Pop Art 4th hour

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Pop art power point. By Sara, Seun, and Shyly

Published in: Entertainment & Humor
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Pop Art 4th hour

  1. 1. Roy Lichtenstein
  2. 2. Roy Lichtenstein
  3. 3. Andy Warhol
  4. 4.  Originated in Britain, mid 1950’s Independent Group (IG)- Institute of Contemporary Art Questioning consumer culture’s place in fine art Richard Hamilton & Edouardo Paolozzi
  5. 5.  Collages More romantic and subjective Influenced by the US pop culture Richard Hamilton
  6. 6. Just What Is It That MakesToday’s Homes So Different,So Appealing?Richard Hamilton-1956
  7. 7. Consumer Culture (Popular Culture), post World War IIDada movementAbstract Expressionism (backlash)The real world
  8. 8.  Mass production and popular culture Vivid, unnatural colors Bold lines and shapes Recognizable objects and people Flat imagery
  9. 9.  Worked with advertising and media “The Factory” Inexact lines, smudgy strokes, softened and blunted colors
  10. 10.  Oil paint Watercolor Pencil Press-type Acrylic Silkscreen Varied with art pieces
  11. 11. Campbell’s Soup CansAndy Warhol-1964
  12. 12. Marilyn MonroeAndy Warhol-1967
  13. 13.  Ambiguity of symbols in consumer society Common emblems raised to iconic statue No real analysis Unique manipulation to canvas surface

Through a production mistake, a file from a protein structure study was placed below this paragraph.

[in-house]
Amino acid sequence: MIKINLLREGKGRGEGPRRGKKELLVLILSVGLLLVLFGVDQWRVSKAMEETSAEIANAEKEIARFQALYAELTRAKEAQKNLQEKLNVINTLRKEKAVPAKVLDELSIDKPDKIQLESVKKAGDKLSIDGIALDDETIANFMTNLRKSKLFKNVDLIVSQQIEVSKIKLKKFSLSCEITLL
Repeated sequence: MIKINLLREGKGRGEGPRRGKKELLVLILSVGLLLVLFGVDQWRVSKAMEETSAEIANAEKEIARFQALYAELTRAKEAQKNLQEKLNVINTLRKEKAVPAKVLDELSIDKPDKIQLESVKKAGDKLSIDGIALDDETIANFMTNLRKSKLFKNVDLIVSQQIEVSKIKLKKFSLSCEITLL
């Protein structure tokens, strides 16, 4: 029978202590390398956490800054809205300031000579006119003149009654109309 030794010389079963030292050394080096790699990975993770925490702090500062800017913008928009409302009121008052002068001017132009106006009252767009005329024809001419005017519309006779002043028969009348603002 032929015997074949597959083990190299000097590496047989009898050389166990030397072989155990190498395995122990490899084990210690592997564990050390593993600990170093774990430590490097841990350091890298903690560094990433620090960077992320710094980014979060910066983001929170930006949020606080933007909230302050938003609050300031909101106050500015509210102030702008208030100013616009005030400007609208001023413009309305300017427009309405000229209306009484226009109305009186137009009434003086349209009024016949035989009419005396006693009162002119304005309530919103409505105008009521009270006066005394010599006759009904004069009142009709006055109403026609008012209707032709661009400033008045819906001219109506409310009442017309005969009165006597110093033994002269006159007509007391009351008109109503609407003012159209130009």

14. 14. Numbers in ColorJasper Johns-1958-59
  15. 15. Three FlagsJasper Johns-1958
  16. 16.  Pieces look like they came from comic strips Painted with Ben Day dots Brought a new perspective to recognizable objects "I think my work is different from comic strips- but I wouldnt call it transformation; I dont think that whatever is meant by it is important to art." Roy Lichtenstein
  17. 17. Whaam!Roy Lichtenstein-1963
  18. 18. Ohhh…Alright…Roy Lichtenstein-1964
  19. 19. HesitantWent against status quoMinimal effort to understandMore relatableHolding the mirror up to society
  20. 20.  “High and Low” Art High/Fine: Aesthetic principles, expression, feeling/emotion, no clear meaning Low/Commercial: Advertisements, graphic arts, doesn’t express the artist Simple subject matter in “fine art” pieces
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